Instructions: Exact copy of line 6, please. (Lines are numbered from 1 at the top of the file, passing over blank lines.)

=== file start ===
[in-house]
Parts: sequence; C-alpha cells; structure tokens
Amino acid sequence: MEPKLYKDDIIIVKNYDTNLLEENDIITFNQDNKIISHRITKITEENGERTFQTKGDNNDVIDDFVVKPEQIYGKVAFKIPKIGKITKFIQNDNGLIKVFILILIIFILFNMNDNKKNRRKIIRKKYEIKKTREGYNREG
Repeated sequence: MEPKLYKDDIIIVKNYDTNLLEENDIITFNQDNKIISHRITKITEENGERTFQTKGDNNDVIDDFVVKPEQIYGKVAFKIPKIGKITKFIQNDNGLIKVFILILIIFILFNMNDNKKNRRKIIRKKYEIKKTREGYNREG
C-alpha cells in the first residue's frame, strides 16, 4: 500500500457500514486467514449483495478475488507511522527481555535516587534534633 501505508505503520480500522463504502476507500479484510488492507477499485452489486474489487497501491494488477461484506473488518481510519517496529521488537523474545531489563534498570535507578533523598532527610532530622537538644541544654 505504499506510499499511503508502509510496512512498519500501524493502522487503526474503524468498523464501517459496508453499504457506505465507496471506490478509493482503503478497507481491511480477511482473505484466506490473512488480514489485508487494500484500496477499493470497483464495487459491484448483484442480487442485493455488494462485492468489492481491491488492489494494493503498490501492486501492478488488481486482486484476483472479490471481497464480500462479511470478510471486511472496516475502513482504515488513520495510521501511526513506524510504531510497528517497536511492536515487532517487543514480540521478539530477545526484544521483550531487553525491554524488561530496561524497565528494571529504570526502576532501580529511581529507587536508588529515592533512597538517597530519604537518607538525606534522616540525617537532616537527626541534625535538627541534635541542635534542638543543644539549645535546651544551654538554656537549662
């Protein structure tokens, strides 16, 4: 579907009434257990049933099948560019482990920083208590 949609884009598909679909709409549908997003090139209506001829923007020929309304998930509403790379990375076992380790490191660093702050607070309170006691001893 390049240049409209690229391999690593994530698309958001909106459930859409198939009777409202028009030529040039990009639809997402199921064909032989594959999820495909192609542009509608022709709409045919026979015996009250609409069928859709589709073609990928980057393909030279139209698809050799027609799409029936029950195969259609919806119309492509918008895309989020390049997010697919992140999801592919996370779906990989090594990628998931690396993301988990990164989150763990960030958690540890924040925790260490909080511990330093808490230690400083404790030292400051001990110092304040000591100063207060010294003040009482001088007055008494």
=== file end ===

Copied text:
């Protein structure tokens, strides 16, 4: 579907009434257990049933099948560019482990920083208590 949609884009598909679909709409549908997003090139209506001829923007020929309304998930509403790379990375076992380790490191660093702050607070309170006691001893 390049240049409209690229391999690593994530698309958001909106459930859409198939009777409202028009030529040039990009639809997402199921064909032989594959999820495909192609542009509608022709709409045919026979015996009250609409069928859709589709073609990928980057393909030279139209698809050799027609799409029936029950195969259609919806119309492509918008895309989020390049997010697919992140999801592919996370779906990989090594990628998931690396993301988990990164989150763990960030958690540890924040925790260490909080511990330093808490230690400083404790030292400051001990110092304040000591100063207060010294003040009482001088007055008494």